For many years, teachers have been taught to teach what is in their curriculum and to steer away from classroom diversions. Teachers may have been told to avoid difficult conversations, controversial topics, and perhaps even what is happening in the world. I am here to express my belief that this is wrong and even detrimental to true learning facilitation.
I hope you share the same concerns as I do about this practice… As teachers, I believe we not only should be willing to face the unexpected in the classroom, but embrace the unexpected in the classroom. In other words, we should strive to teach in the margins.
Teaching in the margins is not an easy task. Going to the margins in a science classroom will involve risks, it will challenge science, and it could even explore unknown territories for both the students and the teacher.
Although margins embody risk, margins make for great places to teach and experience science first hand.
Teaching in the Margins vs. Teachable Moments
Being in the margins and “teachable” moments in the classroom are not the same thing. To be in the margins, you are purposefully stepping out of the classroom comfort zone and into the unknown. In the margins, teachable moments absolutely could occur, but a teachable moment (though unpredictable) does not necessarily mean you are entering the margins of the classroom.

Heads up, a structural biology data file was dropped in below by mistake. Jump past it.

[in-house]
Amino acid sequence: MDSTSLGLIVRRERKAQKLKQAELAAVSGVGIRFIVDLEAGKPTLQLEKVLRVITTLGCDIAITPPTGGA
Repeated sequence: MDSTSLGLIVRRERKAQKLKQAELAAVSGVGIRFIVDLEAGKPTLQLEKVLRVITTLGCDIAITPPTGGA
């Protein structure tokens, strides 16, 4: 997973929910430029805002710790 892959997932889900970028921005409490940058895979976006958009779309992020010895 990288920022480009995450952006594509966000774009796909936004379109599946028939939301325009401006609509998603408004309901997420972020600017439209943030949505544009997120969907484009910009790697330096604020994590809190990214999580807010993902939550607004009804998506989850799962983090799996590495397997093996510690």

Teaching in the Margins
- Can be led by the teachers and the students!
- Can be unpredictable, but also can be implemented in a lesson
- May lead to curiosity and passion
Lesson Plans for Going to the Margins:
- Open Ended Chemistry Labs: the use of open ended labs where students are tasked to explore overarching questions and think deeply can help bring the class to the margins. Avoid labs that are all procedural-based and do not leave room for inquiry!
- Innovative Objects: bringing a cool, uncommon science object in for the class to play with and think about can help bring the class to the margins. One way to do this is a Van de Graff generator! Help students have fun and explore electricity at the same time.
- Usually led by the teacher
- Ends after a cut-and-dry answer
- Does not embrace curiosity
- Usually unpredictable
Stepping into the Margins in my Science Classroom
Clearly, teaching in the margins is essential to being an exemplary teacher helping to stimulate curiosity, passion, and engagement in the classroom.
Some ways I want to bring students to the margins in my class:
- When possible, I want to guide my students away from standards and the curriculum and encourage them to think how science impacts their lives and futures
- I hope to give my students autonomy in discussion and encourage all students to participate. In the margins, it is risky but a there is a huge pay off to grow!
- I will bring current events into the classroom (not out of the classroom!) to connect real life with what we are learning.
- I will learn with my students and embrace the idea that there are still many things for us to learn.
I love that quote “You sometimes lose by taking risks, but you always lose by holding back” because it talks both about the inherent possibility to lose when trying something new, but the definite outcome of losing when not trying something new. Also, I like how you talk about how you want to not only guide but also encourage students to think and reflect about how science impacts their lives but also their futures. You mentioned current events and I think that could also be expanded to what might be in the future if discovery continues like it is with these current events. Great blog!